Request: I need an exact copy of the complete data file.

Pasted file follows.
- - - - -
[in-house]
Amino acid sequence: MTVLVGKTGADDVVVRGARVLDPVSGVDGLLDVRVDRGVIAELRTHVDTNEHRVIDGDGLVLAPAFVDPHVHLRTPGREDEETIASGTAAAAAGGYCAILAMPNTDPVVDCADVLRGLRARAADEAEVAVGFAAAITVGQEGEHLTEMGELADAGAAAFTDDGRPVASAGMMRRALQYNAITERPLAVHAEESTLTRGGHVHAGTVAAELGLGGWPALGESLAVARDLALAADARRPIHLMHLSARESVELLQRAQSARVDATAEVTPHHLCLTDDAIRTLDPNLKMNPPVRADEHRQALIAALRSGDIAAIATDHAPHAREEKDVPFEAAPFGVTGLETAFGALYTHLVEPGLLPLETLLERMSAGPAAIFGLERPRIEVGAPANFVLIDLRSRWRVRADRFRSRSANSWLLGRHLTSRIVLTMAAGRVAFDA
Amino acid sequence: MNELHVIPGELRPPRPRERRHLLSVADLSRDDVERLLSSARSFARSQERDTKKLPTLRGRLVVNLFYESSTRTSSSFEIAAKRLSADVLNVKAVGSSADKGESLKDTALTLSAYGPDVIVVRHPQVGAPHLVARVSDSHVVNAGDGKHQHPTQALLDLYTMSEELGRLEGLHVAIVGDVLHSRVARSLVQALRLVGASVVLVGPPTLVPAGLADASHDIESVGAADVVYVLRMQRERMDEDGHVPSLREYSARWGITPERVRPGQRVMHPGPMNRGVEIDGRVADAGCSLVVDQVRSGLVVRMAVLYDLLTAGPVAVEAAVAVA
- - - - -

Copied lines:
[in-house]
Amino acid sequence: MTVLVGKTGADDVVVRGARVLDPVSGVDGLLDVRVDRGVIAELRTHVDTNEHRVIDGDGLVLAPAFVDPHVHLRTPGREDEETIASGTAAAAAGGYCAILAMPNTDPVVDCADVLRGLRARAADEAEVAVGFAAAITVGQEGEHLTEMGELADAGAAAFTDDGRPVASAGMMRRALQYNAITERPLAVHAEESTLTRGGHVHAGTVAAELGLGGWPALGESLAVARDLALAADARRPIHLMHLSARESVELLQRAQSARVDATAEVTPHHLCLTDDAIRTLDPNLKMNPPVRADEHRQALIAALRSGDIAAIATDHAPHAREEKDVPFEAAPFGVTGLETAFGALYTHLVEPGLLPLETLLERMSAGPAAIFGLERPRIEVGAPANFVLIDLRSRWRVRADRFRSRSANSWLLGRHLTSRIVLTMAAGRVAFDA
Amino acid sequence: MNELHVIPGELRPPRPRERRHLLSVADLSRDDVERLLSSARSFARSQERDTKKLPTLRGRLVVNLFYESSTRTSSSFEIAAKRLSADVLNVKAVGSSADKGESLKDTALTLSAYGPDVIVVRHPQVGAPHLVARVSDSHVVNAGDGKHQHPTQALLDLYTMSEELGRLEGLHVAIVGDVLHSRVARSLVQALRLVGASVVLVGPPTLVPAGLADASHDIESVGAADVVYVLRMQRERMDEDGHVPSLREYSARWGITPERVRPGQRVMHPGPMNRGVEIDGRVADAGCSLVVDQVRSGLVVRMAVLYDLLTAGPVAVEAAVAVA